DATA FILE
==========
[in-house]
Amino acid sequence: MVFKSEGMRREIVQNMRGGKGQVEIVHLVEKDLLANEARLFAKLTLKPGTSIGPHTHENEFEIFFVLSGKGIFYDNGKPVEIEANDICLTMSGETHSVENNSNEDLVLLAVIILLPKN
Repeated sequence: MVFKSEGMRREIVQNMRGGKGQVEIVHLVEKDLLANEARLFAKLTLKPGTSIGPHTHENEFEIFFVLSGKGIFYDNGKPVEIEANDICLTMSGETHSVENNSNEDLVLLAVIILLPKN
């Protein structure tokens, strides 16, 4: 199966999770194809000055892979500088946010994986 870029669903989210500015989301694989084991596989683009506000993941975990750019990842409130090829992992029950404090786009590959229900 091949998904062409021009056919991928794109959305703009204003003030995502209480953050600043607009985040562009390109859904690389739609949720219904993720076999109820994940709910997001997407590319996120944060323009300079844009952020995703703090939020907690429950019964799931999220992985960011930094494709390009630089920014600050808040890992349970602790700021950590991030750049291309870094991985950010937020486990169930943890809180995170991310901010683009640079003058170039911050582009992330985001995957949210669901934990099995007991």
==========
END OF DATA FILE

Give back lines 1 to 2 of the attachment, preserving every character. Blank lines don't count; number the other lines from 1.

[in-house]
Amino acid sequence: MVFKSEGMRREIVQNMRGGKGQVEIVHLVEKDLLANEARLFAKLTLKPGTSIGPHTHENEFEIFFVLSGKGIFYDNGKPVEIEANDICLTMSGETHSVENNSNEDLVLLAVIILLPKN